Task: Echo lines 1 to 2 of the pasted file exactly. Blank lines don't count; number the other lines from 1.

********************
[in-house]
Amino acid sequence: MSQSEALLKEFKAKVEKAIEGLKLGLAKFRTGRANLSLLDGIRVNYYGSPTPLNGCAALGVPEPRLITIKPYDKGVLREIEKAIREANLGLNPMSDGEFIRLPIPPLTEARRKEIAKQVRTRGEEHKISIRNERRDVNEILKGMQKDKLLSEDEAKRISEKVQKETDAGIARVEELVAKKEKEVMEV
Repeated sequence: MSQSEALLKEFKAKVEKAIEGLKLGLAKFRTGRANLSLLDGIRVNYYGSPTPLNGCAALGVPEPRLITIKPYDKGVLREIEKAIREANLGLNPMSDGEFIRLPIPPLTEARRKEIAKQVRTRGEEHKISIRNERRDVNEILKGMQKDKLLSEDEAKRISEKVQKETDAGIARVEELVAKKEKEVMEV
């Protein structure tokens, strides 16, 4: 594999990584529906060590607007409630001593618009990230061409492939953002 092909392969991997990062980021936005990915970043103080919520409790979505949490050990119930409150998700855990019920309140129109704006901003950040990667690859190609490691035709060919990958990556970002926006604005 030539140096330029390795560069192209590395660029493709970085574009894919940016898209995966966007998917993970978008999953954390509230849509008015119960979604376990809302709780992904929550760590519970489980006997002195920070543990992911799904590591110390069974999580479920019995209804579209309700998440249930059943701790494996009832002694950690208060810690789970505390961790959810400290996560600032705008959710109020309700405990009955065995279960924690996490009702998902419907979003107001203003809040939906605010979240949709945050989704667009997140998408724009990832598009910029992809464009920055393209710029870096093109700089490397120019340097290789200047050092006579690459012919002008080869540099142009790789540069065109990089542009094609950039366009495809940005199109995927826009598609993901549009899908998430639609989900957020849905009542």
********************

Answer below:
[in-house]
Amino acid sequence: MSQSEALLKEFKAKVEKAIEGLKLGLAKFRTGRANLSLLDGIRVNYYGSPTPLNGCAALGVPEPRLITIKPYDKGVLREIEKAIREANLGLNPMSDGEFIRLPIPPLTEARRKEIAKQVRTRGEEHKISIRNERRDVNEILKGMQKDKLLSEDEAKRISEKVQKETDAGIARVEELVAKKEKEVMEV